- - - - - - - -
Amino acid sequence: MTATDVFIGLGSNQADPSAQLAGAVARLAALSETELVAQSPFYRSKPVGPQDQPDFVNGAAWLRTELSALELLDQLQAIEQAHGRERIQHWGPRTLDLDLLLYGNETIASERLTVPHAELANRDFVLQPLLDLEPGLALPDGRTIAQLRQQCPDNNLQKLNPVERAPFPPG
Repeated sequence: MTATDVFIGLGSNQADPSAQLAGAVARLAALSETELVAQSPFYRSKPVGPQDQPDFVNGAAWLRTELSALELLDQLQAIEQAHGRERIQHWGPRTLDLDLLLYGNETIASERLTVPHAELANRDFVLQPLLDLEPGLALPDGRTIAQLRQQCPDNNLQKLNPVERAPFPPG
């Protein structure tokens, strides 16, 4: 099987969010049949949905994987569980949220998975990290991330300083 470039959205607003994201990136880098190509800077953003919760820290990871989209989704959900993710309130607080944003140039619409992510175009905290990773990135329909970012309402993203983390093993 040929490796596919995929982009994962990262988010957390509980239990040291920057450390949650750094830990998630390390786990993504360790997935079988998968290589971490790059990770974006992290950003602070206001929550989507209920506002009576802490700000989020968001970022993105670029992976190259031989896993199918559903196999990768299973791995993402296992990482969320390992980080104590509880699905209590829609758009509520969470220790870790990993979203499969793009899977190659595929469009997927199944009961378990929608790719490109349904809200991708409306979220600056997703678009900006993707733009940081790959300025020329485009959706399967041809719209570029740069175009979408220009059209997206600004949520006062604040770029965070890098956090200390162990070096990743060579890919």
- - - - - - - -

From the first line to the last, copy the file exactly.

Amino acid sequence: MTATDVFIGLGSNQADPSAQLAGAVARLAALSETELVAQSPFYRSKPVGPQDQPDFVNGAAWLRTELSALELLDQLQAIEQAHGRERIQHWGPRTLDLDLLLYGNETIASERLTVPHAELANRDFVLQPLLDLEPGLALPDGRTIAQLRQQCPDNNLQKLNPVERAPFPPG
Repeated sequence: MTATDVFIGLGSNQADPSAQLAGAVARLAALSETELVAQSPFYRSKPVGPQDQPDFVNGAAWLRTELSALELLDQLQAIEQAHGRERIQHWGPRTLDLDLLLYGNETIASERLTVPHAELANRDFVLQPLLDLEPGLALPDGRTIAQLRQQCPDNNLQKLNPVERAPFPPG
């Protein structure tokens, strides 16, 4: 099987969010049949949905994987569980949220998975990290991330300083 470039959205607003994201990136880098190509800077953003919760820290990871989209989704959900993710309130607080944003140039619409992510175009905290990773990135329909970012309402993203983390093993 040929490796596919995929982009994962990262988010957390509980239990040291920057450390949650750094830990998630390390786990993504360790997935079988998968290589971490790059990770974006992290950003602070206001929550989507209920506002009576802490700000989020968001970022993105670029992976190259031989896993199918559903196999990768299973791995993402296992990482969320390992980080104590509880699905209590829609758009509520969470220790870790990993979203499969793009899977190659595929469009997927199944009961378990929608790719490109349904809200991708409306979220600056997703678009900006993707733009940081790959300025020329485009959706399967041809719209570029740069175009979408220009059209997206600004949520006062604040770029965070890098956090200390162990070096990743060579890919």